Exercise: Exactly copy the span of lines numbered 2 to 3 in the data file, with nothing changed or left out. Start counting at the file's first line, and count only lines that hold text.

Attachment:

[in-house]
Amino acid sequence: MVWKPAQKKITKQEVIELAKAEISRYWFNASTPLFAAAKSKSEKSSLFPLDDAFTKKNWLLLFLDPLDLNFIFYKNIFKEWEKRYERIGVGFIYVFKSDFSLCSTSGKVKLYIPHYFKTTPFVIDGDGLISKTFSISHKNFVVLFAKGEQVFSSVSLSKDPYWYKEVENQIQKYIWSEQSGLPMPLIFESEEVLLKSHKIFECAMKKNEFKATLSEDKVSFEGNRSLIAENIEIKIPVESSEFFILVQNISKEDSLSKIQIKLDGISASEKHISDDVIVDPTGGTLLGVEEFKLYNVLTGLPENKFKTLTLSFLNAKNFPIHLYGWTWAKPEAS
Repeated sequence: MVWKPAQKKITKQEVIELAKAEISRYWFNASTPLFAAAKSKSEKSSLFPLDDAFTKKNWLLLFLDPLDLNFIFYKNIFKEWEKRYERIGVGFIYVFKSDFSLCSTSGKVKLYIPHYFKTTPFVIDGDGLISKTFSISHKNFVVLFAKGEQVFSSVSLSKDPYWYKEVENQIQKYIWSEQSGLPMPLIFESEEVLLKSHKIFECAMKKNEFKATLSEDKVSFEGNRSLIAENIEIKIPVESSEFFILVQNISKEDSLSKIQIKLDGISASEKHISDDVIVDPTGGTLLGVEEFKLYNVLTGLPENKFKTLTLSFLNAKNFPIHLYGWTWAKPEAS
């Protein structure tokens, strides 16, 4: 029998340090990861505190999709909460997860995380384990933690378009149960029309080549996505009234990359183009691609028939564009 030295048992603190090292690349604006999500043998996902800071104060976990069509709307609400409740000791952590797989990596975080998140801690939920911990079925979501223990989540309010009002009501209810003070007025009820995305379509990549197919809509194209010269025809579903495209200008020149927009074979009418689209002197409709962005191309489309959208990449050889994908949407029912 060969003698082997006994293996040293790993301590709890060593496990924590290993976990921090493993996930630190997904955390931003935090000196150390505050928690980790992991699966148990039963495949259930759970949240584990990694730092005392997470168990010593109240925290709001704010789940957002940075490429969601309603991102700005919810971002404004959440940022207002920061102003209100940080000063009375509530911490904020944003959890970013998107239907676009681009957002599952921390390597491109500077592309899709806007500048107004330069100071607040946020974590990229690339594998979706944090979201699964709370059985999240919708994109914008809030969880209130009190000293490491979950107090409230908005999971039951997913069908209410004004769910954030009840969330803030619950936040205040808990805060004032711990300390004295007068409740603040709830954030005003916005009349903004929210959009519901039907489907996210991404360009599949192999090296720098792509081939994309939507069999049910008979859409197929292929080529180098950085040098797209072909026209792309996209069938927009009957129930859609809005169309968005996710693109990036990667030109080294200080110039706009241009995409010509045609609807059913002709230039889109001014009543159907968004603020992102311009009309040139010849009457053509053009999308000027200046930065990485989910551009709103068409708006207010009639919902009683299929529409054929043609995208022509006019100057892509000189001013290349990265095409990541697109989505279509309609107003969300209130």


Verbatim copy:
Amino acid sequence: MVWKPAQKKITKQEVIELAKAEISRYWFNASTPLFAAAKSKSEKSSLFPLDDAFTKKNWLLLFLDPLDLNFIFYKNIFKEWEKRYERIGVGFIYVFKSDFSLCSTSGKVKLYIPHYFKTTPFVIDGDGLISKTFSISHKNFVVLFAKGEQVFSSVSLSKDPYWYKEVENQIQKYIWSEQSGLPMPLIFESEEVLLKSHKIFECAMKKNEFKATLSEDKVSFEGNRSLIAENIEIKIPVESSEFFILVQNISKEDSLSKIQIKLDGISASEKHISDDVIVDPTGGTLLGVEEFKLYNVLTGLPENKFKTLTLSFLNAKNFPIHLYGWTWAKPEAS
Repeated sequence: MVWKPAQKKITKQEVIELAKAEISRYWFNASTPLFAAAKSKSEKSSLFPLDDAFTKKNWLLLFLDPLDLNFIFYKNIFKEWEKRYERIGVGFIYVFKSDFSLCSTSGKVKLYIPHYFKTTPFVIDGDGLISKTFSISHKNFVVLFAKGEQVFSSVSLSKDPYWYKEVENQIQKYIWSEQSGLPMPLIFESEEVLLKSHKIFECAMKKNEFKATLSEDKVSFEGNRSLIAENIEIKIPVESSEFFILVQNISKEDSLSKIQIKLDGISASEKHISDDVIVDPTGGTLLGVEEFKLYNVLTGLPENKFKTLTLSFLNAKNFPIHLYGWTWAKPEAS